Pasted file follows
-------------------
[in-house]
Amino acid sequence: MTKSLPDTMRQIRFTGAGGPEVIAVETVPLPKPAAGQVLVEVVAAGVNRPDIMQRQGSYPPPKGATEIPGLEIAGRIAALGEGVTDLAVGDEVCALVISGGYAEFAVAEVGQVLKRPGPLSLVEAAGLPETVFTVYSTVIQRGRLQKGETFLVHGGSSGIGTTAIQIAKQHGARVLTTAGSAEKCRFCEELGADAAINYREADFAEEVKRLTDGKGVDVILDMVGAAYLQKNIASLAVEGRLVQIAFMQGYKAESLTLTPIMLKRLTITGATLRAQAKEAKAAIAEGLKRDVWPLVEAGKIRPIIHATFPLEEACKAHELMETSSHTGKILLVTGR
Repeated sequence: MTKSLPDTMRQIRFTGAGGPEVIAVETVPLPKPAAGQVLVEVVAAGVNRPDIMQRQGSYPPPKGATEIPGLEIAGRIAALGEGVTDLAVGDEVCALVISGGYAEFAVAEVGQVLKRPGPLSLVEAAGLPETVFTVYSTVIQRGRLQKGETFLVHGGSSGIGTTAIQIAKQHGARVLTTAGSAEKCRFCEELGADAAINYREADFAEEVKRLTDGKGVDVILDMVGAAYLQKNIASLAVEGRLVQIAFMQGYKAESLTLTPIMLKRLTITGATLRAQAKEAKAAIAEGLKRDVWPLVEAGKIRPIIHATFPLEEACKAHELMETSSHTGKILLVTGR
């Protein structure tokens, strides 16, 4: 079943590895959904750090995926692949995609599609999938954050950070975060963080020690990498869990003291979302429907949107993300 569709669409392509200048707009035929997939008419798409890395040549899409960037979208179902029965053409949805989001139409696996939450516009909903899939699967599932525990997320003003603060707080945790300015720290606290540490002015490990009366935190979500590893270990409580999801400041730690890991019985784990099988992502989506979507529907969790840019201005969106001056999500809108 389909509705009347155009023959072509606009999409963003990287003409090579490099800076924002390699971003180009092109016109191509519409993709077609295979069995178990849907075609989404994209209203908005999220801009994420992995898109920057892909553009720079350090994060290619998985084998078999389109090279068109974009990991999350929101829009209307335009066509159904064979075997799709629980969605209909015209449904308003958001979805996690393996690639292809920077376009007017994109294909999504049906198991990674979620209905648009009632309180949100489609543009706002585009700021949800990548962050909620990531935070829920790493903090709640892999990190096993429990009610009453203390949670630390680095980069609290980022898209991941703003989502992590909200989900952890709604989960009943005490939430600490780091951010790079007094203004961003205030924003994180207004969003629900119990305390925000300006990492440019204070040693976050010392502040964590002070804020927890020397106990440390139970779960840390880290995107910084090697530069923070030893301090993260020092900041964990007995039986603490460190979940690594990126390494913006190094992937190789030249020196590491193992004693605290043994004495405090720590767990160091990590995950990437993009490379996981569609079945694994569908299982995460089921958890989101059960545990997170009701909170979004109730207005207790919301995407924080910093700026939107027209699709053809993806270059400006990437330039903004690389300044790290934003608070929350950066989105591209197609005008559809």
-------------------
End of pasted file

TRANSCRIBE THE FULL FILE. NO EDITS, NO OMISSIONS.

[in-house]
Amino acid sequence: MTKSLPDTMRQIRFTGAGGPEVIAVETVPLPKPAAGQVLVEVVAAGVNRPDIMQRQGSYPPPKGATEIPGLEIAGRIAALGEGVTDLAVGDEVCALVISGGYAEFAVAEVGQVLKRPGPLSLVEAAGLPETVFTVYSTVIQRGRLQKGETFLVHGGSSGIGTTAIQIAKQHGARVLTTAGSAEKCRFCEELGADAAINYREADFAEEVKRLTDGKGVDVILDMVGAAYLQKNIASLAVEGRLVQIAFMQGYKAESLTLTPIMLKRLTITGATLRAQAKEAKAAIAEGLKRDVWPLVEAGKIRPIIHATFPLEEACKAHELMETSSHTGKILLVTGR
Repeated sequence: MTKSLPDTMRQIRFTGAGGPEVIAVETVPLPKPAAGQVLVEVVAAGVNRPDIMQRQGSYPPPKGATEIPGLEIAGRIAALGEGVTDLAVGDEVCALVISGGYAEFAVAEVGQVLKRPGPLSLVEAAGLPETVFTVYSTVIQRGRLQKGETFLVHGGSSGIGTTAIQIAKQHGARVLTTAGSAEKCRFCEELGADAAINYREADFAEEVKRLTDGKGVDVILDMVGAAYLQKNIASLAVEGRLVQIAFMQGYKAESLTLTPIMLKRLTITGATLRAQAKEAKAAIAEGLKRDVWPLVEAGKIRPIIHATFPLEEACKAHELMETSSHTGKILLVTGR
């Protein structure tokens, strides 16, 4: 079943590895959904750090995926692949995609599609999938954050950070975060963080020690990498869990003291979302429907949107993300 569709669409392509200048707009035929997939008419798409890395040549899409960037979208179902029965053409949805989001139409696996939450516009909903899939699967599932525990997320003003603060707080945790300015720290606290540490002015490990009366935190979500590893270990409580999801400041730690890991019985784990099988992502989506979507529907969790840019201005969106001056999500809108 389909509705009347155009023959072509606009999409963003990287003409090579490099800076924002390699971003180009092109016109191509519409993709077609295979069995178990849907075609989404994209209203908005999220801009994420992995898109920057892909553009720079350090994060290619998985084998078999389109090279068109974009990991999350929101829009209307335009066509159904064979075997799709629980969605209909015209449904308003958001979805996690393996690639292809920077376009007017994109294909999504049906198991990674979620209905648009009632309180949100489609543009706002585009700021949800990548962050909620990531935070829920790493903090709640892999990190096993429990009610009453203390949670630390680095980069609290980022898209991941703003989502992590909200989900952890709604989960009943005490939430600490780091951010790079007094203004961003205030924003994180207004969003629900119990305390925000300006990492440019204070040693976050010392502040964590002070804020927890020397106990440390139970779960840390880290995107910084090697530069923070030893301090993260020092900041964990007995039986603490460190979940690594990126390494913006190094992937190789030249020196590491193992004693605290043994004495405090720590767990160091990590995950990437993009490379996981569609079945694994569908299982995460089921958890989101059960545990997170009701909170979004109730207005207790919301995407924080910093700026939107027209699709053809993806270059400006990437330039903004690389300044790290934003608070929350950066989105591209197609005008559809």